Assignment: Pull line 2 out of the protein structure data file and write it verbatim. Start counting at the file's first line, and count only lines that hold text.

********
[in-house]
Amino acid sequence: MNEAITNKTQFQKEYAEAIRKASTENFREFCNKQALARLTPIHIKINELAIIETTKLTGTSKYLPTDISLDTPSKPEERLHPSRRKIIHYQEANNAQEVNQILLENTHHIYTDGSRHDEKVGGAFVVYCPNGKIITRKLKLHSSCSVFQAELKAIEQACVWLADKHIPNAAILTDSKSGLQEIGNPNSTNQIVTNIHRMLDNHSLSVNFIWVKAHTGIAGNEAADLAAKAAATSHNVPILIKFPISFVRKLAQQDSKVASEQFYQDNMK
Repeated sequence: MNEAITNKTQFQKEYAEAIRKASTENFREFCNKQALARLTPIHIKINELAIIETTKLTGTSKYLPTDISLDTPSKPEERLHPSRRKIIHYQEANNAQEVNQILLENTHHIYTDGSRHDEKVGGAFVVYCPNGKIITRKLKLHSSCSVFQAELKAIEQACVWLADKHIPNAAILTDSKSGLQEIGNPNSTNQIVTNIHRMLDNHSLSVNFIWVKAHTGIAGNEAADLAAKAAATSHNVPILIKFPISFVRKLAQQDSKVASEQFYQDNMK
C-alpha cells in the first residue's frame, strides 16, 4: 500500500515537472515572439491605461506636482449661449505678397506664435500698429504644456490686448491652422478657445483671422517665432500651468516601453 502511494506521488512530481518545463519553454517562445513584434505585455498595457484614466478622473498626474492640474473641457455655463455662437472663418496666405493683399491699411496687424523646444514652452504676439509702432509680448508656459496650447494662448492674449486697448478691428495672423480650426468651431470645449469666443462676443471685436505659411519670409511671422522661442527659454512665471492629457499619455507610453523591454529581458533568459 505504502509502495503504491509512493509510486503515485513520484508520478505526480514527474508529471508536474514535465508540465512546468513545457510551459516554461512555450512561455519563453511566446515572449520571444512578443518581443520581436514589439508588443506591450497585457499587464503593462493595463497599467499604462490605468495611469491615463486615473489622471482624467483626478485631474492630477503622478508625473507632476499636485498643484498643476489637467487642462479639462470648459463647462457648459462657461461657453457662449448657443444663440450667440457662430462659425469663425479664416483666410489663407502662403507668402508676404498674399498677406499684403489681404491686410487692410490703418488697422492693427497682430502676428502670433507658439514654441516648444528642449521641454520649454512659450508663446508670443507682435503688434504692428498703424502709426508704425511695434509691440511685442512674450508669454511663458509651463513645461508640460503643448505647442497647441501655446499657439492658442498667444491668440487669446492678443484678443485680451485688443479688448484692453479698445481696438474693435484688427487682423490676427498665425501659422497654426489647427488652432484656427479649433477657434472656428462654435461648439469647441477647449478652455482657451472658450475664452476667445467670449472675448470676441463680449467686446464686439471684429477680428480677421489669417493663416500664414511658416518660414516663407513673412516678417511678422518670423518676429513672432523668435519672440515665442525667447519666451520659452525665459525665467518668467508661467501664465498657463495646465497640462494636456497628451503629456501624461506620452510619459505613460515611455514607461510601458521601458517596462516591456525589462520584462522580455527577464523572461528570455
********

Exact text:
Amino acid sequence: MNEAITNKTQFQKEYAEAIRKASTENFREFCNKQALARLTPIHIKINELAIIETTKLTGTSKYLPTDISLDTPSKPEERLHPSRRKIIHYQEANNAQEVNQILLENTHHIYTDGSRHDEKVGGAFVVYCPNGKIITRKLKLHSSCSVFQAELKAIEQACVWLADKHIPNAAILTDSKSGLQEIGNPNSTNQIVTNIHRMLDNHSLSVNFIWVKAHTGIAGNEAADLAAKAAATSHNVPILIKFPISFVRKLAQQDSKVASEQFYQDNMK